By Erin Shackelford
Pet adoption during the holidays can be a heartwarming experience that transforms the life of an animal in need and enriches your own. At the Animal Welfare League of Alexandria, the holidays are a peak time for pet adoption and it’s important for new pet parents to know what to expect during those critical first days, weeks and months.
We advise our new canine and feline adopters to follow the 3-3-3 rule, which is a convenient way to remember important possible milestones in your adoption journey; however, we should emphasize each animal is unique, so this is a general guideline for new pet behavior and acclimation.
The first three days
During the first three days after bringing your new pet home, they may be overwhelmed, scared and shy. They may hide or sleep a lot and they may not eat or drink. Animals, especially those coming from an often overstimulating shelter environment, need time – sometimes longer than a few days – to decompress.
It’s crucial to allow new animals the time to acclimate to their environment. Keep things quiet and provide a calm, safe space for your pet to explore at their own pace. During this time, stay calm, start the pet’s daily routine and do not introduce the animal to new people or new places, such as the dog park.
After three weeks
After three weeks, the animal is likely starting to settle and feels more comfortable in their home and with family members. They are adjusting to their new environment and beginning to learn their daily routine. In this time period, behavior issues may arise.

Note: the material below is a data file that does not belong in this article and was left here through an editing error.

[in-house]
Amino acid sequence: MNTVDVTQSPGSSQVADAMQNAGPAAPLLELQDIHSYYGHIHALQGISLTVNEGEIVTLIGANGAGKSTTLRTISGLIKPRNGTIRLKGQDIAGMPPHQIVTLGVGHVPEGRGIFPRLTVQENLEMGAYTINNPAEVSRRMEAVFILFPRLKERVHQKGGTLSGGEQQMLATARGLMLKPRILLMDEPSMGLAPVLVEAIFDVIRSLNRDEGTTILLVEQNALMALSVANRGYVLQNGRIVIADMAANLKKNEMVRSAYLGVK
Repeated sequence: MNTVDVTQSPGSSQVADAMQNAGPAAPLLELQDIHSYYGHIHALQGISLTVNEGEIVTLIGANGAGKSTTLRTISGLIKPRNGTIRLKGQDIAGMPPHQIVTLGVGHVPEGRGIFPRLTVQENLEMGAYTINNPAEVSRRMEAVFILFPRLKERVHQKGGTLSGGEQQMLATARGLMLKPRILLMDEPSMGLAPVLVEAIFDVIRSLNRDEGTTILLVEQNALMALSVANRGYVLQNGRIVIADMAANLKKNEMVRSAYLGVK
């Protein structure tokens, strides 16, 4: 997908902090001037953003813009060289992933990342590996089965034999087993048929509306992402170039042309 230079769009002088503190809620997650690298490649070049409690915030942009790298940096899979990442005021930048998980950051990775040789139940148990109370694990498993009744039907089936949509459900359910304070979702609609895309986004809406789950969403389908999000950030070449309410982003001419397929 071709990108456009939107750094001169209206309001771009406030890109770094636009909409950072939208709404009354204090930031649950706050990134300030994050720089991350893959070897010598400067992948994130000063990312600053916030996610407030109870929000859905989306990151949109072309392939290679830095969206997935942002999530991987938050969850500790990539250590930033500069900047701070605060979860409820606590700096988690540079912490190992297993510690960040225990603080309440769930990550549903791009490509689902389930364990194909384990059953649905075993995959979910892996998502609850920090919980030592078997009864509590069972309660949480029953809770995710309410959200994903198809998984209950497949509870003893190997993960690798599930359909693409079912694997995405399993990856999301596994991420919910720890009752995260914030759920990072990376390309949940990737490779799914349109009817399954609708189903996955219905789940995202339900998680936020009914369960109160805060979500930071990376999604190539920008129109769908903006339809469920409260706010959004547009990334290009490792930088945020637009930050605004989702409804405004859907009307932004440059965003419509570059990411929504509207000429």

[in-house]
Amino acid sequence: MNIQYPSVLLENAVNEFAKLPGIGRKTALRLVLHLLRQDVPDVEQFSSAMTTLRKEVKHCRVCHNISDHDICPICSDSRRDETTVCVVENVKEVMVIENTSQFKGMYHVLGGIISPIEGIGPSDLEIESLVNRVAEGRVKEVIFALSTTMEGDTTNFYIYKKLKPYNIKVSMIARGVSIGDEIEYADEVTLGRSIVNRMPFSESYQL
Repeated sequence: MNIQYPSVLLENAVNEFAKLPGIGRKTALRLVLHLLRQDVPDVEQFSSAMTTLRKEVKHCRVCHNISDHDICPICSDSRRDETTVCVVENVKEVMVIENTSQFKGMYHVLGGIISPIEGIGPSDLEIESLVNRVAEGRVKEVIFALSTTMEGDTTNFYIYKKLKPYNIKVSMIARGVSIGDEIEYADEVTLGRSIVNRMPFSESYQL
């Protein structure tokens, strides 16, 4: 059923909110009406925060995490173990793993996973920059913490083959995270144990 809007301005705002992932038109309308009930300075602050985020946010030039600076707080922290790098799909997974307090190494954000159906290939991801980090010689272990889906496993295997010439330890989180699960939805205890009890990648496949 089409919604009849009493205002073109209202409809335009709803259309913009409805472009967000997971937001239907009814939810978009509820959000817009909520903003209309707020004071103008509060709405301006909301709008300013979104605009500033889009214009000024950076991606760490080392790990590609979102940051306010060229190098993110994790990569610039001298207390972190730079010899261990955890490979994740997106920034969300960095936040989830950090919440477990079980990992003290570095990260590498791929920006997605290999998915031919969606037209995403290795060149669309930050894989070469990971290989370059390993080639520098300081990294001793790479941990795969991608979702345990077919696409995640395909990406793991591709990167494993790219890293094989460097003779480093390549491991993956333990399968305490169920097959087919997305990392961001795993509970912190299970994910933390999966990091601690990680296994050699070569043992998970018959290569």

These three weeks are about building trust and routine. Gradually introduce your pet to different aspects of your life, such as walks, playtime and some social interactions. Establishing a consistent daily routine can help your pet feel more secure. Setting clear boundaries, working on basic skills, using positive reinforcement and praising successes is important.
After three months
After three months, your pet should be settling fully into their new home and routine. Hopefully, you’ve built a trusting bond with your pet and they’ve gained a sense of security. With consistent work on basic training, they should also be responding well to cues and commands. You should be starting to see the complete picture of your pet’s personality at this stage.
At this point, you should have a better understanding of your pet’s needs, likes, dislikes and triggers, so you will hopefully feel more confident introducing your pet to new people and places. Continuing training is also important in maintaining a harmonious household. At this time, you may need to seek additional training or behavior support for unique issues if needed.
If behavior issues persist beyond this period, the AWLA offers behavior assistance as a community resource for all pet owners. Whether your pet was adopted from us or elsewhere, AWLA staff members are happy to help you understand animal behaviors and assist with potential pet-related challenges.
For animal behavior help, call 703-746-5654 or email behavior@Alexandria Animals.org.
The writer is the marketing and communications specialist with the Animal Welfare League of Alexandria.